The EU holds the trump card – if the UK wants a friendly Brexit deal, free movement of people will have to continue.
The stage is now set for the British people to vote on whether they want to remain in the European Union or to leave. Campaigners backing a Brexit would like to pretend that freedom from the meddling union is just a ballot box away and that access to European markets for the British economy can be negotiated speedily.
Many Brexit supporters claim that an à la carte arrangement can be crafted for the UK to trade with the EU and enable it to continue enjoying the benefits without the burdens. For some that includes blocking EU citizens from coming to the UK to work. But how realistic is this? And would the lack of free movement of EU citizens into the UK be enough for someone else in the EU to prevent an EU-UK agreement in the event of a Brexit?
Article 50 of the Lisbon Treaty details the rules for leaving the EU. It says that a member country may give notice of withdrawal, triggering negotiations on how this will go ahead.
The negotiations can last for two years, during which time the country that has given notice temporarily remains in the EU. If no agreement is reached, the country leaves the EU without an agreement once the two years are up unless the 28 member countries, including the one wanting to leave, unanimously vote to prolong the negotiations.
A friendly exit agreement for the UK would require the assent of a qualified majority of member countries and of the European Parliament. A qualified majority of the 27 other member countries could be blocked by at least four member countries, whose total population is at least 28% of the population of those 27 countries (which is to say, 124 million people). Blocking such a deal would not prevent Brexit, but it could mean that the UK leaves the EU with no deal agreed.
If there is no agreement, the UK exits and would be outside the EU treaties exactly two years after giving notice. UK exports into the EU would be subject to tariffs and may be denied equal recognition. British products and services would be less favoured than products coming from countries that already have a trade agreement with EU. The City of London would lose its right to trade the euro and investments denominated in euros on the international markets. UK farming would lose access to its main external market and the UK would, at least temporarily, exit from Europe-wide scientific research.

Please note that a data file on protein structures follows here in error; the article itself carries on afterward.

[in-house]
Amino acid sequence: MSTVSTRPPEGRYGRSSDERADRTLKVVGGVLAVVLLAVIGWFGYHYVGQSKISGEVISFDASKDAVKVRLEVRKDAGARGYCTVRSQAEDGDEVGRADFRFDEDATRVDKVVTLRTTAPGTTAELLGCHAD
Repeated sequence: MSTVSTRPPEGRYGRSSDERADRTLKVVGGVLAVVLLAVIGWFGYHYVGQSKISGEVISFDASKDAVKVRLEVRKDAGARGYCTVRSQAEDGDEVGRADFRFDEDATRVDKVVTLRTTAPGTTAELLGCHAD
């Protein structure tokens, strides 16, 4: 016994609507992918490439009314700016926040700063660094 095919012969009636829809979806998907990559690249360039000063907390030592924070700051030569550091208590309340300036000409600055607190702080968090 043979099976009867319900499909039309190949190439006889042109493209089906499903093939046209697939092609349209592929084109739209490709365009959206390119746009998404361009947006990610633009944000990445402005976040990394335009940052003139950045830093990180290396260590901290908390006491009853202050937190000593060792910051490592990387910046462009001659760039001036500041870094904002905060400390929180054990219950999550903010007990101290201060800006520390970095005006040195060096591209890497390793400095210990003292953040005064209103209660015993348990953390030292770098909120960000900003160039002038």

Without an exit agreement, access to the EU’s markets and EU cooperation could be regained via negotiation, but only after the UK has left the EU and with no guarantee of success.
Know when to fold
An exit agreement friendly to the UK could therefore be blocked by the European Parliament or by at least four countries – for example, by two larger countries, such as France and Italy, plus two small countries. Meanwhile, any one member country has the power to block negotiations lasting beyond the two years, potentially forcing the UK to exit without an agreement. It is therefore difficult to see how a friendly exit agreement, which prevents free movement for EU citizens to the UK, could be agreed.
Without an agreement on the free movement of people, the right of British citizens to live or work in the EU would also be withdrawn if the UK cancels the rights of other EU citizens to reside in the UK.
If the referendum result is for leaving the EU, it is difficult to see how a Conservative prime minister could delay giving notice to the EU via article 50. But what if a new government, or a second referendum – as previously urged by Boris Johnson – tries to reverse a Brexit decision? Article 50 is non-committal as to whether a country could cancel its notice of withdrawal before the two years are up if it changes its mind. There are no guarantees.
In brief, if the UK votes to leave, a costly period of uncertainty awaits.